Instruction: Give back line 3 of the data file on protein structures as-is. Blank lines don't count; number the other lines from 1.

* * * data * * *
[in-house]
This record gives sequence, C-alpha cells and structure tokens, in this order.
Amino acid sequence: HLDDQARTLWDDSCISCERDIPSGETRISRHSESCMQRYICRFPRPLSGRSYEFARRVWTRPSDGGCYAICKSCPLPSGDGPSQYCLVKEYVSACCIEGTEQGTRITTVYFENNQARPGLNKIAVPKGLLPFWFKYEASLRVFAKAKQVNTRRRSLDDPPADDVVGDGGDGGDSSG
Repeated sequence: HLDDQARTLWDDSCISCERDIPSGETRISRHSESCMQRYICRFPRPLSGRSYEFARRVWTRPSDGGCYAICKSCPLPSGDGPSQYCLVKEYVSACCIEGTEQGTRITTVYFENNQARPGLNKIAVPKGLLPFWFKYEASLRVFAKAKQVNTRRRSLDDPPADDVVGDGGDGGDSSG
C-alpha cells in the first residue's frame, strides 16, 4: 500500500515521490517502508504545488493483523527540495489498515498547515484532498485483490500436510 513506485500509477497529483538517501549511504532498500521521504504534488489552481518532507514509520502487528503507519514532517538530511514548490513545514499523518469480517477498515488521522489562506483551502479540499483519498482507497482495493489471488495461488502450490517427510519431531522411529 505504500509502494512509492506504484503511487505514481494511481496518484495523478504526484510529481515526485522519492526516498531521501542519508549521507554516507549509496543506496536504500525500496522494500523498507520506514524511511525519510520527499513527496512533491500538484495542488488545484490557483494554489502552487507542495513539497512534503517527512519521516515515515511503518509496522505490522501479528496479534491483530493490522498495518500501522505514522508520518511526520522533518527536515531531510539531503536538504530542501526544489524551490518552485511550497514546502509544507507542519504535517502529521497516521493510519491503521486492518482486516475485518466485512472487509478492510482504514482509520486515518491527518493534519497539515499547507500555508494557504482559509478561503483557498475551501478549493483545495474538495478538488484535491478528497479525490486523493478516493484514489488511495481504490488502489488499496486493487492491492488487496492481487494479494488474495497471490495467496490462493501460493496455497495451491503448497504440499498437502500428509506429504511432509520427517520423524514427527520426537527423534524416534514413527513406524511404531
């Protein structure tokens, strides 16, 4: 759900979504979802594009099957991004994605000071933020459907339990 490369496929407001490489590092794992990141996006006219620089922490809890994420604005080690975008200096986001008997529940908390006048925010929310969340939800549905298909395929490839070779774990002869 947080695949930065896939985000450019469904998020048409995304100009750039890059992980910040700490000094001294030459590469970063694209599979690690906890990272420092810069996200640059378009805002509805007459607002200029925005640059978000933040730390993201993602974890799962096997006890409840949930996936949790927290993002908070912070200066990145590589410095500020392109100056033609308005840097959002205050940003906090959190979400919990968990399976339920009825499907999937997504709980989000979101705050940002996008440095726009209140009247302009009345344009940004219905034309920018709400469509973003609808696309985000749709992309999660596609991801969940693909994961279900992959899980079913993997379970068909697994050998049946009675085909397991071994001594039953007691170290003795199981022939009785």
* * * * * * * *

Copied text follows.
Amino acid sequence: HLDDQARTLWDDSCISCERDIPSGETRISRHSESCMQRYICRFPRPLSGRSYEFARRVWTRPSDGGCYAICKSCPLPSGDGPSQYCLVKEYVSACCIEGTEQGTRITTVYFENNQARPGLNKIAVPKGLLPFWFKYEASLRVFAKAKQVNTRRRSLDDPPADDVVGDGGDGGDSSG